Naming Rules and Best Practices

How do you name your variables, arguments and so on?

This describes it a little:

This is from 2017:

REF uses upper Camel Case for the variable naming.

Camel Case

The camel case convention specifies that each word in the middle of the variable name begins with a capital letter, with no intervening spaces or punctuation.

Example of Regex expression: ([A-Z]|[a-z])+([A-Z]|[a-z]|[0-9]) .
Valid variable names: Hello1World2 , helloWorld , Hello1World .
I’m used to use lower Camel Case but then it would not look good because the REF uses upper Camel Case for its variables.

How do you do it and can you give examples how you name your variables(different types(string,bool/element exists, datatable, int), arguments (different types(string,bool/element exists, datatable, int), and so on.

Let’s go one by one

First let’s start with variables
These are something I follow to have a easy understanding of what that variable is actually and we can easily identify the variable type on seeing the name itself

If it’s a string variable then name it as

If it’s integer

If it’s Boolean

If it’s datatable

If it’s Datetime

If it’s list variable

Same applies for arguments just with argument direction name in front of variable names

Say if you variable is named as str_name then it’s corresponding argument name will be

in_str_name - if it’s IN direction
out_str_name - if it’s OUT direction
inout_str_name - if it’s IN/OUT direction

Hope this would help you

Cheers @atomic

Okay, I have heard that the prefix for most of the above could be unnecessary because one can easily see what the type is in the “panel view”.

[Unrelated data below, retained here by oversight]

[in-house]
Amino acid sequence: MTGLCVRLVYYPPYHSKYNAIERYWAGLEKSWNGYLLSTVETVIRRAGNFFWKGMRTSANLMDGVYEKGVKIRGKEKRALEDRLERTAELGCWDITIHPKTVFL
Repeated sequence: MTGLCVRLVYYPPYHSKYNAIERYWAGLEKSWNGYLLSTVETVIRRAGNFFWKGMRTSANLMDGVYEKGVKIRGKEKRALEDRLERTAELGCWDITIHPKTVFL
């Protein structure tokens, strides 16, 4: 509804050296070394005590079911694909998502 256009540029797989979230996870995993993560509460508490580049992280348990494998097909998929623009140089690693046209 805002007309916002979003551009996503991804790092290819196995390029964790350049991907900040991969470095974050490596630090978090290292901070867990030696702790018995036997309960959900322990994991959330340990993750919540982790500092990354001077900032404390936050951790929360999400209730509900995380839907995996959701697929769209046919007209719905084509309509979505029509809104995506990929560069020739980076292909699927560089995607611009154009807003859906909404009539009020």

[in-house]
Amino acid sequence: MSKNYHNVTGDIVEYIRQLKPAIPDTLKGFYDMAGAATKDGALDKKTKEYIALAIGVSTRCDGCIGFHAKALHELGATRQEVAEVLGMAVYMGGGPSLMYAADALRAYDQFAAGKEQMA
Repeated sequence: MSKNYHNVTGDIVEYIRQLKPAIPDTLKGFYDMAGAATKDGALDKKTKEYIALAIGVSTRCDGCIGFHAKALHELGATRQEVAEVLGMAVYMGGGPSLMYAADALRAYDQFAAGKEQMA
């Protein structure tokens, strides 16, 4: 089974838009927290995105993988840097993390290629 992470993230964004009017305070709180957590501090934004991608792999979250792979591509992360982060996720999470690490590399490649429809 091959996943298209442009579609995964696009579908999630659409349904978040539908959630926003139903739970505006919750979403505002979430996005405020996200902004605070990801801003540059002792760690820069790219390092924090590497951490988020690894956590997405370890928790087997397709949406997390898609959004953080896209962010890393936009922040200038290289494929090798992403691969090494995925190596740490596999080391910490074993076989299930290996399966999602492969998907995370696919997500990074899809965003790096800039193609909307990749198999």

The only thing i have used the prefix for are datatables(dt_Datatable).

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For every variable you see if you go and refer the variable panel it will take more time
Say you have 100 variables in your workflow and you want to know for one specific variable, it will take more time to go and search in panel

That’s why to make it easier we add it with variable name itself
So on just seeing the name itself we can understand it’s type

Cheers @atomic

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Any further queries on this topic @atomic

Not really but I wish that the official UiPath documentation would have some concrete examples or
guidelines about this.

The only thing I can read from this(below link) is that they are suggestions and one can mix and match upper -and lower case Camel Case in one project. The “Main.xaml”(REF) has values in upper Camel Case(VariableName) but others also uses lower Camel Case(variableName) within the same project.

I guess its a preference thing.

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Yeah absolutely @atomic

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